Halet Cambel 1916-2014

Halet Çambel was one of the first Muslim women to compete in the Olympics. However, she is best known as one of Turkey’s most important archaeologists. Born in Berlin, Halet was the granddaughter of Ibrhaim Hakki Pasha, the Ottoman Ambassador to Germany. Her father, Hasan Cemil Çambel, was a military attaché and a close friend of Ataturk. Her mother, Remziye Hanim was the daughter of the former Grand Vizier. Halet, the third child of the couple, was at first a sickly child suffering from both hepatitis and typhoid. She was frustrated by her parents’ concerns over her health, so at school she shed the heavy clothing they forced her to wear, and exercised in order to increase her strength. Inspired by the heroic knights she had read about in German storybooks she took up fencing under the tutelage of a white Russian emigré named Alexander Nadolsky.

Halet moved to conservative Turkey in the early 1920s, which presented a culture shock to her and her sisters: ‘Coming back here I was eight years old. We were shocked by the black shrouded women who came and visited us at home. My sister and I went to my mother and said: “We don’t want to stay here. We want to go back.”’

She attended a school for girls in Arnavutköy, close to her family’s villa on the Bosporus seafront. She was to live in this villa which closely reflected her scholarship and background throughout her life: ‘Books and magazines are piled high on the steps, rooms and halls are filled with mahogany furniture, faded Japanese screens and other souvenirs of a widely travelled, polyglot family.’

At the age of 20, she represented Turkey as a fencer at the infamous 1936 Olympics in Berlin. It was a disorganised, amateurish campaign by Turkey, with little preparation for the athletes. At a training camp, her long-term trainer Nadolsky was replaced, and Halet’s technique suffered from the change. Although neither she nor her partner Suat Fetgeri Aşeni won a medal, they were internationally acclaimed for refusing the request of a German official that they meet with Adolf Hitler. ‘We actually would not have come to Germany at all if it was down to us, as we did not approve of Hitler’s regime’, she explained. She was also present to witness the Fuhrer storming out in a fury at African-American sprinter Jesse Owens’ historic victory in the 100 metres sprint. Upon her return from Germany, despite her family’s disapproval, Halet secretly married Nail Çakırhan, a communist poet. They were married for 70 years, making a deliberate choice to have no children in order to dedicate themselves to their careers.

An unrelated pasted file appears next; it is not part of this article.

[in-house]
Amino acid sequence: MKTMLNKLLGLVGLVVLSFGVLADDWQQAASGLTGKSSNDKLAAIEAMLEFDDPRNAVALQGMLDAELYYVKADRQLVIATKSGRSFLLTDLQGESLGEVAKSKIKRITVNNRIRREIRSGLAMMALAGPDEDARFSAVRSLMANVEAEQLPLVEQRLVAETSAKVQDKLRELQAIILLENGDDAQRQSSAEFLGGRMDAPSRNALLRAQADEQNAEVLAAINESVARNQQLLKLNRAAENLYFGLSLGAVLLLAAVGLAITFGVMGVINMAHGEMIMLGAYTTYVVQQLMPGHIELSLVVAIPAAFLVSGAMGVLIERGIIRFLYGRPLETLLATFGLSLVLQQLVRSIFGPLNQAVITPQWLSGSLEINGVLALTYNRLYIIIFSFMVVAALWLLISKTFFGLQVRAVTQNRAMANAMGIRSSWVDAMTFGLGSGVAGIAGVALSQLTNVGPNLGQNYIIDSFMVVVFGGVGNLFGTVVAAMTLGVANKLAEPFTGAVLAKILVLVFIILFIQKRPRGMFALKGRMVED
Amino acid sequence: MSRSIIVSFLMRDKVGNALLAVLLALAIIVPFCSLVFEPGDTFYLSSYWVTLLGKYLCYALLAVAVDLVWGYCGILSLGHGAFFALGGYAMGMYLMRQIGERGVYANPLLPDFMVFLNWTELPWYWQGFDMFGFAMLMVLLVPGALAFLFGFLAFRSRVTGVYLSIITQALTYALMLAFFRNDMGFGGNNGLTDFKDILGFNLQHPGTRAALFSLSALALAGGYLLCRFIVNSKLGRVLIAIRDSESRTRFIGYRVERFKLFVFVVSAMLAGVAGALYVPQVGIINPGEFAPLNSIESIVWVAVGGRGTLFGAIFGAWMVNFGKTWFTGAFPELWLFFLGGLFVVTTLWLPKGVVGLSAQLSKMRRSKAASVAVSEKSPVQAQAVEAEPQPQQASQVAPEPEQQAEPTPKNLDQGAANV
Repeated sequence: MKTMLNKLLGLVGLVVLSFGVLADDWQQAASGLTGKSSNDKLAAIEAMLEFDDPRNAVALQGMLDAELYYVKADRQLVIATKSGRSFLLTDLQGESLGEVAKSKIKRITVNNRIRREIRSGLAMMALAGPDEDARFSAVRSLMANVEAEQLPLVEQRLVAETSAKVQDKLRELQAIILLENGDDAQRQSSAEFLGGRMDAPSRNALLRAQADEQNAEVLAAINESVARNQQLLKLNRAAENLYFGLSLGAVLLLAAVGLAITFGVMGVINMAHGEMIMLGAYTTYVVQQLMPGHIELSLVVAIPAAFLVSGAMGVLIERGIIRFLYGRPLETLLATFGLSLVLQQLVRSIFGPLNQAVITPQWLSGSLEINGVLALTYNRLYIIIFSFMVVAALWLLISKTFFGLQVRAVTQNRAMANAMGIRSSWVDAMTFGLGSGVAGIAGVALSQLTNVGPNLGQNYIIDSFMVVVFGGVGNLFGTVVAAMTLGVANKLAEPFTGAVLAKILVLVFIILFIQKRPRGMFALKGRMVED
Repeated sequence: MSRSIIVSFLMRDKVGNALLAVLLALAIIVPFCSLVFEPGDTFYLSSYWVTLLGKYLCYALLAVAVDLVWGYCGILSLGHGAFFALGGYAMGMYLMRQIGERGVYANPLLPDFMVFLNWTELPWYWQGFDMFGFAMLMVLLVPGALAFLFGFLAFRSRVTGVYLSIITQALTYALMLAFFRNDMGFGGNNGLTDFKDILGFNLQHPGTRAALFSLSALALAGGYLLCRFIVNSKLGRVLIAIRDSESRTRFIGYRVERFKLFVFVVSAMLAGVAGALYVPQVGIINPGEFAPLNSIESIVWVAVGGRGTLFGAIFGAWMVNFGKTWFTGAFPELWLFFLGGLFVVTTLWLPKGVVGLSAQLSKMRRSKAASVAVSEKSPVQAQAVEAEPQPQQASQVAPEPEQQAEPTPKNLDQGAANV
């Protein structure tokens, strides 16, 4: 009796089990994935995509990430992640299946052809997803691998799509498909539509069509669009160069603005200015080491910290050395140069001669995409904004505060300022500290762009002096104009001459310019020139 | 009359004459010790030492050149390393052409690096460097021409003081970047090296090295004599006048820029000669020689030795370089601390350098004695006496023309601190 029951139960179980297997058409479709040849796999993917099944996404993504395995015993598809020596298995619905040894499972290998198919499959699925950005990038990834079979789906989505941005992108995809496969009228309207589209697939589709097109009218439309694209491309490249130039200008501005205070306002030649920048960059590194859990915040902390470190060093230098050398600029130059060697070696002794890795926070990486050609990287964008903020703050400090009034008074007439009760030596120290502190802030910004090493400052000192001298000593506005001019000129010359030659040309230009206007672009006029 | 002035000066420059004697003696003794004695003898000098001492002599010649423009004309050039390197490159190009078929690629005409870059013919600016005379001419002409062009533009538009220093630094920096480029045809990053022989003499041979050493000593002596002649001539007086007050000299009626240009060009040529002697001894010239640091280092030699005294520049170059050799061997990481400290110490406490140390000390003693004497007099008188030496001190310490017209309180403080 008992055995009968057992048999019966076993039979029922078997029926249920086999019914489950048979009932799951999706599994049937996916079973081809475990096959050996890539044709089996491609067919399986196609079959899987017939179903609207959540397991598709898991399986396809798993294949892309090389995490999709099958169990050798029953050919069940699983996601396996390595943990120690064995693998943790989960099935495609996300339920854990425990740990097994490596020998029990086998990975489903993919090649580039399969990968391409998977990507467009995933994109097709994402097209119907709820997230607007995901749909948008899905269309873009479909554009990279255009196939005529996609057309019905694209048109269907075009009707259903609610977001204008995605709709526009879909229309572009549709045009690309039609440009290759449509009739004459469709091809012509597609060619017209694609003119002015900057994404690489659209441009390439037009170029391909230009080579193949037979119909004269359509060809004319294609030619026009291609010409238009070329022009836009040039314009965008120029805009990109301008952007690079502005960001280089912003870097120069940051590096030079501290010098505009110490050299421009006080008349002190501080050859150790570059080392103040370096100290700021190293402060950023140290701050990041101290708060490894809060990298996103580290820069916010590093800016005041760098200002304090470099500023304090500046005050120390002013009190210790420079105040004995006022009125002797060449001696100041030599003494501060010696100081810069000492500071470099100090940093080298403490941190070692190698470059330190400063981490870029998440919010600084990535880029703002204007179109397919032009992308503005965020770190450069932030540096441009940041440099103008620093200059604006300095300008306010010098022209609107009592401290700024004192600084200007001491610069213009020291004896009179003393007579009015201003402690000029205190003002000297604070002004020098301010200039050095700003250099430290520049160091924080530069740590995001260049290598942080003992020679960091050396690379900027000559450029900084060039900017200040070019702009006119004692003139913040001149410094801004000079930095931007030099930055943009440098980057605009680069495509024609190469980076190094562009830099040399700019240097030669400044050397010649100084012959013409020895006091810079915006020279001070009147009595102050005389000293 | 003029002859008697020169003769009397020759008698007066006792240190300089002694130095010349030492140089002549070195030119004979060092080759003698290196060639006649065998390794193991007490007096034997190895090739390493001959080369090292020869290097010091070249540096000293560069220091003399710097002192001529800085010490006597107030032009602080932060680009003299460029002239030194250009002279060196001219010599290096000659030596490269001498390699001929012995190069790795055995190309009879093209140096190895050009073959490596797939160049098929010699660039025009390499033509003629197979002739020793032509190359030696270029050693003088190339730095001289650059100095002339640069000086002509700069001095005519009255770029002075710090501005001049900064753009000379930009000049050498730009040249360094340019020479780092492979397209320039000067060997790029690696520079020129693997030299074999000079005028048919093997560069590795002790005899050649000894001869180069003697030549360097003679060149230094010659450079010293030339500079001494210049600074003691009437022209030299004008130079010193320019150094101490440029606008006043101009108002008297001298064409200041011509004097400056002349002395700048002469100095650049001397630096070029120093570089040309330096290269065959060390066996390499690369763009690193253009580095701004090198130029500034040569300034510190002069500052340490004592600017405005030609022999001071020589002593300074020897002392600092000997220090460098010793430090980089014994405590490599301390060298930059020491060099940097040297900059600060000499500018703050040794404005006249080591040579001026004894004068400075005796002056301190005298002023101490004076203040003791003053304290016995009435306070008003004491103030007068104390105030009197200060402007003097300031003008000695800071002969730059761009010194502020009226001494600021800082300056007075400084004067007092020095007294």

After marriage, she studied archaeology at the Sorbonne, including learning Hebrew along with the Hittite and Assyrian languages. She followed this with a doctorate at the University of Istanbul in 1940, becoming a guest lecturer at Saarbrücken University. In 1947, she joined a project run by the German professor Helmuth Theodor Bossert, who had been teaching at Istanbul University since 1933. Together, in 1948, they discovered the site of Karetepe, an 8th Century BCE Hittite fortress city, in the Osmaniye province. This was located in Southern Turkey’s Taurus mountain range, accessible only on horseback. ‘We heard from shepherds in the village that they had seen a lion’s head in Karatepe, so we went there after the snowstorm and found that the whole hillside was full of historical artefacts,’ she said.

For the next fifty years of her life she was to spend six months annually at Karatepe, becoming an expert in deciphering the hieroglyphics on the site. Since there were no schools in these regions, Halet, along with another of Bossert’s students, spent three hours a day providing education to the children of local villagers, with a particular focus on educating girls.

She uncovered and restored a tablet written in the Phoenician language which allows philologists to interpret the Luwian language, an ancient language, part of the Anatolian group of the Indo-European linguistic group. In the 1950s, she was forced to defend the site when government officials sought to remove the artefacts to a museum which she argued would imperil them. In 1957, the Karatepe site was instead established as an outdoor museum, and by 1960 the Karatepe-Aslantaş Open-Air Museum was opened, providing access to stone reliefs, inscribed tablets and several statues, such as representations of the Hittite Sun God, lions and sphinxes. The museum building was designed by her husband, who had become a successful architect.

She would later challenge the government once more in order to prevent the damming of the Ceyhan River, which would have threatened archaeological sites. She also encouraged villagers to switch from grazing goats to sheep in order to protect woodland around the site. This had an unexpected benefit: villagers were able to sleep more peacefully without goats whining at night. She also worked with a local weavers’ cooperative to discover natural pigments from plant roots to dye their carpets and kilims, finding that these were less likely to fade over time.

Although she was most closely associated with the site at Karatepe, Halet’s expertise in conservation and archaeology was also essential at other sites, including Çayönü, a Neolithic settlement northwest of Diyarbakır, Yazılıkaya/Midas Şehri, a sanctuary in the capital of the Hittite Empire, and Söğüt, the first capital of the Ottoman Empire. She also produced numerous publications and broadcasts exploring Turkey’s ancient history. In 1960, she became professor of Prehistoric Archaeology at Istanbul University and in 1976 contributed to the foundation of an archaeology department at The Scientific and Technological Research Council of Turkey (TÜBĪTAK).

A pioneer and a source of inspiration to sportswomen and scholars alike, Halet Çambel played a unique role in exploring and preserving Turkey’s cultural heritage.

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